Just a thought… We do not inherit the earth from our ancestors, we borrow it from our children. [Native American Proverb]
Well, it’s Friday. And how are you spending your weekend? Perhaps taking part in one of the many Terry Fox runs that are happening across Canada and around the world? If you are, I wish you sunny skies, comfortable shoes and good luck.
Here in Victoria stands a statue of Terry at the place where his run was to be completed, had cancer not stopped him halfway across this vast land of ours. We always think of him with awe and gratitude when we pass that spot near Mile Zero of the Trans-Canada Highway. Here’s a picture of that statue from readtheplaque.com.
Weathering storms – whether cancer, grief, or actual meteorological events – is what we do as humans. It’s how we’ve survived as a species for lo these millions of years.
The motto of South Carolina is “While I breathe, I hope.” That saying is more than just five words, it’s a pretty poignant way to look at life and, in many ways, words that thousands – millions – enduring the wrath of Hurricane Florence are undoubtedly taking to heart.
It’s hard to imagine having to pack up your belongings and leave behind a home that may not be there when you return. If it is, you could face devastation that will make your home uninhabitable – maybe permanently – the same kind of peril that so many fleeing fires in Fort McMurray in years past, parts of BC and Ontario this year and, of course, in many parts of the US this past summer. And yet, here it is: the new normal.
It’s not like we weren’t warned that this was coming. In 2007, former Vice-President Al Gore, along with the Intergovernmental Panel on Climate Change, was awarded the Nobel Peace Prize in recognition of their efforts to alert the world about the imminent challenge faced by our planet.
That same year, in his Academy Award-winning documentary (and accompanying book), An Inconvenient Truth, Gore foretold, through clear scientific data, and prognostications based on them, that storms would be getting much more severe, flooding in coastal areas would become the norm and people displaced (such as those from Puerto Rico) would have to find new homes in safer areas. But, you know, what would a vast and clear majority of scientists know about anything?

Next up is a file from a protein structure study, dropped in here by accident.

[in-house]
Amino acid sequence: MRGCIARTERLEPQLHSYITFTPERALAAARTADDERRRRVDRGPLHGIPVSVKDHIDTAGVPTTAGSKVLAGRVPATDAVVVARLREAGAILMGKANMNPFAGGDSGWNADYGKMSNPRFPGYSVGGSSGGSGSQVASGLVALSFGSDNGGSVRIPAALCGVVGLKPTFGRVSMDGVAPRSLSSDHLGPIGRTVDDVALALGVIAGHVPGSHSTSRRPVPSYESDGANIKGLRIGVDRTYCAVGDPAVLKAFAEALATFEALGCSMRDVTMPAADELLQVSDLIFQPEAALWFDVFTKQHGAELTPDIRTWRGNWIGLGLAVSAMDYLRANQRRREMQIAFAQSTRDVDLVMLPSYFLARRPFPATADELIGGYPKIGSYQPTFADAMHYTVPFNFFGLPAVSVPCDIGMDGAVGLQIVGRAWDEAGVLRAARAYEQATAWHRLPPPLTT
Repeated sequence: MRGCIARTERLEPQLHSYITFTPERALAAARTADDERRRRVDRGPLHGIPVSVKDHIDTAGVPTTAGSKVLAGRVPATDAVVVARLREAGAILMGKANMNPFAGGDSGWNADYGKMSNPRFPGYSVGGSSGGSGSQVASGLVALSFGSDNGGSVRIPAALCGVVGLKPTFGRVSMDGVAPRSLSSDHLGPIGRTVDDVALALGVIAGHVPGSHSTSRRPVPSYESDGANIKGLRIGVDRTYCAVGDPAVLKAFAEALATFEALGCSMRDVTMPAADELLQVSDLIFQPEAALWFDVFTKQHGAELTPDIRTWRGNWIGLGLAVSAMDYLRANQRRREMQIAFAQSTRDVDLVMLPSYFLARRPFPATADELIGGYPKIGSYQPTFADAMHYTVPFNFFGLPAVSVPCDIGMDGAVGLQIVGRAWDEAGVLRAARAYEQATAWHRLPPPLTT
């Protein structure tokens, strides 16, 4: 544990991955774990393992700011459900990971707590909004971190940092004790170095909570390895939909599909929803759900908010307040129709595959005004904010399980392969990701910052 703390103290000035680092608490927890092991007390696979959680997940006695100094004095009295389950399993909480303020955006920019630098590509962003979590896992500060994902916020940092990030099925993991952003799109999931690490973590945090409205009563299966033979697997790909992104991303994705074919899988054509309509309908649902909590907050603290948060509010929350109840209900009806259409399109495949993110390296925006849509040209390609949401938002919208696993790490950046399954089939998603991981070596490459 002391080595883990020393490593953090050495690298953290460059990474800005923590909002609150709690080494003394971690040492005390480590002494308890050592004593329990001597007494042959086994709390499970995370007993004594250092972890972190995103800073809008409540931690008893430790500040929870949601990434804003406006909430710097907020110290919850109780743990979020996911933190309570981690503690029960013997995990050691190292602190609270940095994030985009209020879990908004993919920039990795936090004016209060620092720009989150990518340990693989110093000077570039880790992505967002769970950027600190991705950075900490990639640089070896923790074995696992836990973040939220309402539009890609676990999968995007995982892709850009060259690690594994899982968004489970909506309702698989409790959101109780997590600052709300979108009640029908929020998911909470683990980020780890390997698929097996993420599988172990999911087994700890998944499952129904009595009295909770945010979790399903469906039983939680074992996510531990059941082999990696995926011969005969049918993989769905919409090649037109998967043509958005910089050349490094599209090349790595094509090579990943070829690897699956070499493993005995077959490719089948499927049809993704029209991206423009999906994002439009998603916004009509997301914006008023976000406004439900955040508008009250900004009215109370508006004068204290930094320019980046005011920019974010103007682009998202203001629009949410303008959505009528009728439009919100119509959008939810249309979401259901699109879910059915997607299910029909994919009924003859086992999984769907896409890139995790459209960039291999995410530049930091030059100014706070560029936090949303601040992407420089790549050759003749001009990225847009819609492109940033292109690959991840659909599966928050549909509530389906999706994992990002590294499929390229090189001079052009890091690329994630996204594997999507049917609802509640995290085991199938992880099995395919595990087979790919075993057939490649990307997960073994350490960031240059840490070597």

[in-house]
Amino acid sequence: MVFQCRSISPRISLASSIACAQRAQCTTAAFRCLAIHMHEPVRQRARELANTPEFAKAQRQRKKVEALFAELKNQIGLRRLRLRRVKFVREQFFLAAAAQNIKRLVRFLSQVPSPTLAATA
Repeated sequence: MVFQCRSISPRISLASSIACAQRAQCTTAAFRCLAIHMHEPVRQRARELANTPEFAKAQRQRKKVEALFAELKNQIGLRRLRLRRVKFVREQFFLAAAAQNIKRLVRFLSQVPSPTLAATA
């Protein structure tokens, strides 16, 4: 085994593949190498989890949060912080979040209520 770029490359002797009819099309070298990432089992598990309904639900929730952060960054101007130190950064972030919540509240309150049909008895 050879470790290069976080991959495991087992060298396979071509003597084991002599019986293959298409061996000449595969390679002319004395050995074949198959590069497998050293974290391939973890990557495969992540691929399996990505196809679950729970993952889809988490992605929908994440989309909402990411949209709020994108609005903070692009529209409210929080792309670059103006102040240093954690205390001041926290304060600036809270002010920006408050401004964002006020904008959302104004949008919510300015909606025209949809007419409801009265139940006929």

Those who deny the predictions of some of the greatest minds of our times because, well, they choose not to believe science are glued to their TVs and devices today watching predictions of the path and wrath of one of the biggest storms of our lifetime (again). And how do they know all of this? Because of the same science these climate change deniers refuse to believe. Why, that would be as idiotic as refusing to acknowledge that nearly 3,000 people perished in Puerto Rico. Imagine.
The earth is getting warmer day by day, year by year. The water is heating up, the devastation is becoming increasingly severe (just look at the wrath of Super Typhoon Mangkhut hitting the Philippines these days, too). It’s all right here in front of us and yet, as Trump says (besides his astute observance that it’s “tremendously big and tremendously wet”), “it’s Mother Nature.” Hmmm…. Perhaps if they renamed it Father Nature, he’d treat its forces with just a little more respect?
My heart is with those unable to leave the path of Florence and the massive typhoon in the Philippines. For those who have the means to leave but choose not to do so (because, again, they know more than scientists and authorities who are issuing dire warnings), they will have to deal with the foolishness of their decisions. We wish no ill on anyone. But when will people really start to pay attention to what’s happening? And will it be too late for us all?
Yeah, a really cheery end to the week, Erin. Sorry about that. I had a light-hearted one ready to go, but this is where I am today. I wish you a safe weekend. As I lay my head on my pillow, I will be thankful to be under a roof and out of harm’s way. And my thoughts will be with those who are not, because they have no choice.
We still have a choice.